You Will Love This 'Craola' Even More Than The One
You Adored As A Child
When I discovered that world-renowned artist Greg “Craola” Simkins, originally, wanted to be a veterinarian, two thoughts came to mind. First, “Makes sense given the focus of much of his work -- animals.” Second, “Thank God he didn’t do it and became the artist that God intended him to be.” I couldn’t imagine the loss art, industry, music...and his many fans would have endured, given he had taken a more conventional route as opposed to the one that placed him in the doorways of Disney, Pearl Jam, Robin Williams and more.
Greg is a creative mastermind, who has made a career out of allowing us to peer into HIS mind through canvas. His ability to combine ‘polar opposites’ in ways that engage, provoke, and delight can’t be described. You must see his work to truly understand. Luckily, his newest solo exhibition titled Beyond Shadows (KP Projects/ MKG Gallery in Los Angeles) will provide you with the opportunity to do so, between now and June 18th. I recommend you take it.
What continues to amaze me about Greg is his unique ability to feature a multitude of objects in one painting without compromising any of them when pulled together. They blend beautifully while remaining strong in their distinctions, without detriment to the totality of the piece. Nothing gets lost in Greg’s paintings. “Meaning” merely increases, individually, and as a whole.
You can learn more about why that is in Greg ”Craola” Simkins interview below. Then, mosey on over to his site to experience the monumental depth and extrordinaty virtues of the artist-painter whose work evokes more color in one's thoughts than the box we grew to love as children by a similar name.
What is your personal mantra?
"Calm Before Storms"
If you were to describe your art to someone who is completely unfamiliar with your work, how would you describe it?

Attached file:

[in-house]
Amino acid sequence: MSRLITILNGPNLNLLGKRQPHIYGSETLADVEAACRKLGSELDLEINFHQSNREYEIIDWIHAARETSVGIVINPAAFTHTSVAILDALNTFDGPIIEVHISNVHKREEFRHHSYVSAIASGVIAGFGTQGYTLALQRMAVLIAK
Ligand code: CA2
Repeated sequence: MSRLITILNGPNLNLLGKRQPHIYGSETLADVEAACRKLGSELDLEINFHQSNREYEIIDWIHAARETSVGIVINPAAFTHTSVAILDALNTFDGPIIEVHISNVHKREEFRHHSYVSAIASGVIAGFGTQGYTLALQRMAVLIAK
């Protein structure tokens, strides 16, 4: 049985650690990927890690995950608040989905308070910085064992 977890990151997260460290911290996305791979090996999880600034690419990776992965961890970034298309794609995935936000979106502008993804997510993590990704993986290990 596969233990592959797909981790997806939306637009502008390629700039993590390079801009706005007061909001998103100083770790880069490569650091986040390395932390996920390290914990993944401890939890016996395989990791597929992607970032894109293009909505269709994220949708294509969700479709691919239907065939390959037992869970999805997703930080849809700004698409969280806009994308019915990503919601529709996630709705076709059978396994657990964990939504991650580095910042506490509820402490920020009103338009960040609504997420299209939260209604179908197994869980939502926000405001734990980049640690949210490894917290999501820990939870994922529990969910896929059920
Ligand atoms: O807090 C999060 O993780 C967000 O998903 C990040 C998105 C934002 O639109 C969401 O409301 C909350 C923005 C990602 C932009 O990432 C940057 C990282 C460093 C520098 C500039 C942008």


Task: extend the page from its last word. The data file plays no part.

I generally say it's a mash up of old Disney movies mixed with Salvador Dali, rendered like the 'old masters' while watching nature programs and drinking too much coffee and studying birds.
What one word has been used most to describe you and do you agree with it?
don't know. That's a tough one. People say I'm a nice guy, but I am very sarcastic so I don't get it.
What is your favorite piece of work of yours up to this point? Why?
I enjoy a lot of them, I recently finished a piece called "The Glass Piñata", which pictures a group of barefoot boys with sticks climbing a tree, attempting to break open a glass piñata full of salt-water taffy while a girl with boots looks on with a fake smile on her face, sitting on a wall with the words "I Told You So" written on it. The piece popped into my head in an instant and reflects my feelings of raising crazy adventurous little boys.
Share the process you go through (from conception to completion of a work).
I generally keep a 3" sketchbook with me in my pocket at all times. Any thought, note, or idea that pops into my head, goes into this book. I then sift through it for the strongest idea and print it out 'larger' -- in yellow line. I redraw it a few times until I'm happy with it. At that point, I gather some reference that will guide my color choices and texture choices. I, then, transfer the sketch and begin painting. I also like to keep the image open for some spontaneous additions, if warranted. Sometimes the piece turns into something completely different with these additions and I am happy for it.
What influences have impacted your work the most?